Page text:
Displaying firmware version – the script reads a current FW version installed in RAy3 unit.

All is the same, except the “Commands” parameter:

/usr/lib/zabbix/externalscripts/ {HOST.CONN} {$HOST_SSHKEY} {$HOST_SSHPORT} 2>>/usr/lib/zabbix/externalscripts/script-log.txt

Upgrading firmware version – the script uploads a firmware file and a special CLI script into local RAy3 unit which is then executed and FW of both units within the link are upgraded. The script command is:

/usr/lib/zabbix/externalscripts/ {HOST.CONN} {$HOST_SSHKEY} {$HOST_SSHPORT} “/var/lib/zabbix/firmware/ray3/ray3-fw-” “” 2>>/usr/lib/zabbix/externalscripts/script-log.txt

The parameters are MACROs which should be enabled by default due to our Template. Each RAy3 unit uses the SSH port 22 and the SSH key saved in /var/lib/zabbix/.ssh/rsa file by default. If you need to modify any of these parameters, go to the Configuration – Hosts menu and edit the particular Host’s MACROs.


Fig. 3.24: Host MACROs

RAy3 scripts – map

Fig. 3.25: RAy3 scripts – map

The easiest script displays the FW version.

Displaying FW version script output

Fig. 3.26: Displaying FW version script output

Another script is the Configuration backup. The expected output should display a full path to the stored file.

RAy3 Configuration backup script output

Fig. 3.27: RAy3 Configuration backup script output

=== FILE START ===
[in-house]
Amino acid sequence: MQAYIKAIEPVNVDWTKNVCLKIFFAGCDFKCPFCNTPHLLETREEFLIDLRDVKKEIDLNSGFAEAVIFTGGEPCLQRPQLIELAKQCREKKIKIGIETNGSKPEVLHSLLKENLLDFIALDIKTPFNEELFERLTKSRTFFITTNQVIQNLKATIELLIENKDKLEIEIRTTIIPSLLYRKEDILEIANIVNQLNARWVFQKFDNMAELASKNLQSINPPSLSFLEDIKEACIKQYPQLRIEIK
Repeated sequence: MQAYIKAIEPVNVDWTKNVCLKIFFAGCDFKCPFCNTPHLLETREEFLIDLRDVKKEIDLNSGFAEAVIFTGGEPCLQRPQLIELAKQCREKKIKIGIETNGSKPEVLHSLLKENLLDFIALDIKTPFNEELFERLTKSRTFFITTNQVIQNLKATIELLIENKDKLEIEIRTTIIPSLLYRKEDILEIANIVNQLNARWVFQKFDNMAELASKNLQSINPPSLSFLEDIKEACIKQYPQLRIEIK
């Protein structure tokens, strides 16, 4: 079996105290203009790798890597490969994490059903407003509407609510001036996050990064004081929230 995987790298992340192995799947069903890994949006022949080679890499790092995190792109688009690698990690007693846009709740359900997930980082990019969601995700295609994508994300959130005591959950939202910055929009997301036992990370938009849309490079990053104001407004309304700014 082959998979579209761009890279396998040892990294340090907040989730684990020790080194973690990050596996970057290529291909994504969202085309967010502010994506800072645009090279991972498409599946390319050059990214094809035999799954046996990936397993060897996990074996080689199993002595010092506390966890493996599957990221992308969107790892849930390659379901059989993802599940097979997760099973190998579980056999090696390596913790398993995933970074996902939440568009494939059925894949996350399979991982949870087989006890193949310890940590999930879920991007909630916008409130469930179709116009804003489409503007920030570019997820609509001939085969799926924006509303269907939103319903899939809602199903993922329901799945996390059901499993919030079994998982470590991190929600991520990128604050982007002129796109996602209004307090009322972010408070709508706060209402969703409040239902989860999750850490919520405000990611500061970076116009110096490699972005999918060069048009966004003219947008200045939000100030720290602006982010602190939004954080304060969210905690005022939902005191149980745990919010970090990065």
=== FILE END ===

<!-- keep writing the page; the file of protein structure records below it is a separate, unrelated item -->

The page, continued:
The last script should be first tested and verified in RAy3 units/links which are e.g., on your desk so that you double-check a correct behaviour.

3.3.7. Branding

Zabbix 6.0 LTS offers you to use your own company’s branding instead of Zabbix ones, or RACOM logos in case of using RZA6.

RACOM Branding

Fig. 3.28: RACOM Branding

General and brief procedure is described here:

For the RZA6, we created a file /usr/share/zabbix/local/conf/brand.conf.php with this content:

return [
'BRAND_LOGO' => 'racom/racom_logo.png',
'BRAND_LOGO_SIDEBAR' => 'racom/racom_logo.png',
'BRAND_LOGO_SIDEBAR_COMPACT' => 'racom/racom_logo_compact.png',

Logos were scaled to 140×20 and 20×13 (compact one). The logos are placed in /usr/share/zabbix/racom/ directory. After these changes, the Login screen can look like:

RACOM Branding login page

Fig. 3.29: RACOM Branding login page

If you need any additional help or information, do not hesitate to contact We are ready and happy to help you.

We do recommend using our RZA6 solution. If not in your real network, then as a start for getting familiar with RAy3 SNMP and Zabbix NMS, because RZA6 has many configuration steps pre-configured and done.